Best practices help Juneau absorb leap in tourist traffic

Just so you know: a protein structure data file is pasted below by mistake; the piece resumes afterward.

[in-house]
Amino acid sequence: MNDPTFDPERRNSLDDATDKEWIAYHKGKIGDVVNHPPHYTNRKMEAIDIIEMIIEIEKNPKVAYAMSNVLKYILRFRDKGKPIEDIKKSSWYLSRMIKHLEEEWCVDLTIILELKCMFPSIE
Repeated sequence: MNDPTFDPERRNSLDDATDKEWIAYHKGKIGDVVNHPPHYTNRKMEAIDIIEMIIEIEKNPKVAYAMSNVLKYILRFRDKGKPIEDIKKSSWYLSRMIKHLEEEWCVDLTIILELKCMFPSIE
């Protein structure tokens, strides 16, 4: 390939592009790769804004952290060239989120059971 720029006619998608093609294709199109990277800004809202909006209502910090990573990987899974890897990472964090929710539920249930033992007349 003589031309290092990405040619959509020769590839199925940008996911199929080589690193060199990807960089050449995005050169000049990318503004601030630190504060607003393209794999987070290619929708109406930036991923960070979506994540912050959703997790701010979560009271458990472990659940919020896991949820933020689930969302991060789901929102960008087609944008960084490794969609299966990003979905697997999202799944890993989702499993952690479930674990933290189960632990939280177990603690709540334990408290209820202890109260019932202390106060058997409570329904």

JUNEAU — On a given summer day in Juneau, it can be hard to tell that there may be 10,000 tourists roaming around the island. In certain areas, it’s easy to see the crowds pouring off the cruise ship docks, headed for the main stretch of downtown. But a few streets away, the sidewalks are clear, the bus shelters empty, the benches unoccupied. Most of the traffic comes from the cruise ships that visit the capital each summer. When all six docks are occupied, they can deliver enough passengers to double the population of Juneau, which is home to about 30,000 people. This year, over the course of the whole summer, cruise ships are expected to bring about 1.3 million tourists through the state, with the majority of them landing in Juneau at least briefly. That’s more than half of the estimated 2.2 million total visitors expected in Alaska this season. That’s a significant increase, even over last year’s traffic. However, the businesses in downtown Juneau are taking it in stride. On the Saturday before the Fourth of July, some workers said the summer had been going well so far, with the busiest days on Mondays and Tuesdays or “six-ship days.” The extra numbers haven’t upset the flow of business too much so far, they said. The number of people coming to Juneau every summer has increased dramatically in the past few years. In 2016, the city received more than 1 million visitors, a 19 percent increase versus the year before. Two years later, more than 1.17 million people came to Alaska by cruise ship. In fact, visitation to the state has increased every year for at least the last five years, according to statistics from the McDowell Group, with more cruise ship passengers for the past three years than the number in 2009, before a drop in Alaska tourism after the 2008 financial crash. But so far, Juneau has handled the increases well. The city’s Tourism Best Management Practices, or TBMP, coordinated by the industry, have been in place since 1997. They’re not officially required by any government agency, but the tour operators and other businesses in the industry have agreed to operate within their parameters to keep the impact of visitors to a minimum. “A lot of (the provisions) came about through a process like now, in the 1990s, when the industry was growing and the city was admittedly behind the eight ball,” said Kirby Day, who manages the port operations for the Holland America Group in Alaska. “As the years went by … we built those into what we do today.” Though they’re not enforced by the city, the program has good compliance, with about 130 operators and about 3,000 employees included, Day said. Even when an operator disagrees with a proposed rule, they’ve been able to work together until everyone is on the same page. The group meets as a whole about once a year to go over complaints from the summer and update or address the guidelines to keep on top of changes. Operators have taken it on themselves to work on improving service while reducing impacts, too. The aviation operators in Juneau, which include a handful of fixed-wing services and a number of helicopter tours, meet at the beginning of every summer to discuss their flight patterns, call frequencies and the landmarks they use to better coordinate their traffic. It’s a major step for safety, said Joe Sprague, the CEO of Wings Airways, which operates flight tours to the Juneau Icefield. (Wings Airways is partly owned by the Binkley family, which also owns the Anchorage Daily News and the Alaska Journal of Commerce) Wings operates a fleet of five DeHavilland Otters, which carry 10 passengers each. But planes that big were a conscious choice and investment; there are now fewer planes in the sky, which improves safety, Sprague said. The new planes are also equipped with 900-horsepower engines that operate relatively quietly. “It took investment, but the result is that we have fewer flights that are quieter, which the neighbors appreciate, while still accommodating the same number of guests,” he said. While the cruise ship docks are regularly crowded with visitors, they generally spread out. Wings Airways gets about 85 percent of its customers from cruise ships, Sprague said, and the majority are booked through the cruise line companies ahead of time. But the operators also regularly bus people out of the downtown area to locations like Mendenhall Glacier or to Auke Bay for whale-watching tours, coordinating them within the city. Lines at downtown businesses and popular tourist sites can get long when buses arrive, but there are still relatively quiet downtown neighborhoods even when the docks are in full swing. Even as the number of tourists increases, new companies are stepping in to offer various excursions. The city has been instrumental in planning with the industry to keep the process streamlined as well, looking to projects like the installation of new stanchions near the cruise ship docks to improve the flow of people through traffic. “It’s planning and have some process and intentionality about what you’re going to do with (visitors) when they come,” Sprague said. Each individual cruise passenger doesn’t spend that much money in Juneau — about $162 per person, with the majority going to tours and excursion activities. But combined with other visitors, the cruise lines and crew members, it can make a significant total: $218 million in direct spending in 2016, according to the McDowell Group. That meant about $13.5 million in tax revenue for the City and Borough of Juneau, with about $10.4 million of that in sales taxes. Another $14.2 million came in from marine-related revenues, including the state cruise ship passenger tax and Juneau’s marine passenger fee. Most other industries in Alaska have been shrinking or holding level since 2015. Tourism, however, has been riding the wave of an improving economy in the Lower 48. Other areas of Alaska have been brushing up their efforts to attract tourists to get in on a cut of that spending. So far, they are seeing an increase — just more than 2 million tourists visited Alaska last year, with about 900,000 of them visiting areas by air, car and rail. As they look to expand their industries, trade group Alaska Travel Industry Association is working on policy and marketing efforts to attract tourists year-round, including expanding winter tourism. Though Juneau has a head start on other cities and boroughs, some are starting to look at its best practices, according to Julie Jessen, communications and public relations manager for ATIA. “Haines has also started a discussion on tourism growth and planning,” she said in an email. “As tourism — particularly the cruise sector — continues to project growth, more and more communities may seek examples like the TBMP.” She added that the ATIA will host a community and industry discussion Oct. 7 about the growth of the cruise tourism industry in Juneau as a lead-in to the annual conference and trade show, and will include a plenary session with how other communities are handling growing visitation. When the industry first implemented the TBMP in 1997, the city received about 600,000 visitors per year. In the 20 years since, the number has more than doubled, even though people thought at the time that Juneau couldn’t handle any more visitors, Day said. No program will be perfect, but the TBMP plan has helped mitigate impacts and made Juneau a different place than it would have been without them, he said. Every community looks different, but the template for the protocols would work anywhere, he said. “Growth in visitation is taking place everywhere,” he said. “Places like Homer, Talkeetna, anybody, can take this template and pare it down to what works in their community.” Elizabeth Earl can be reached at [email protected]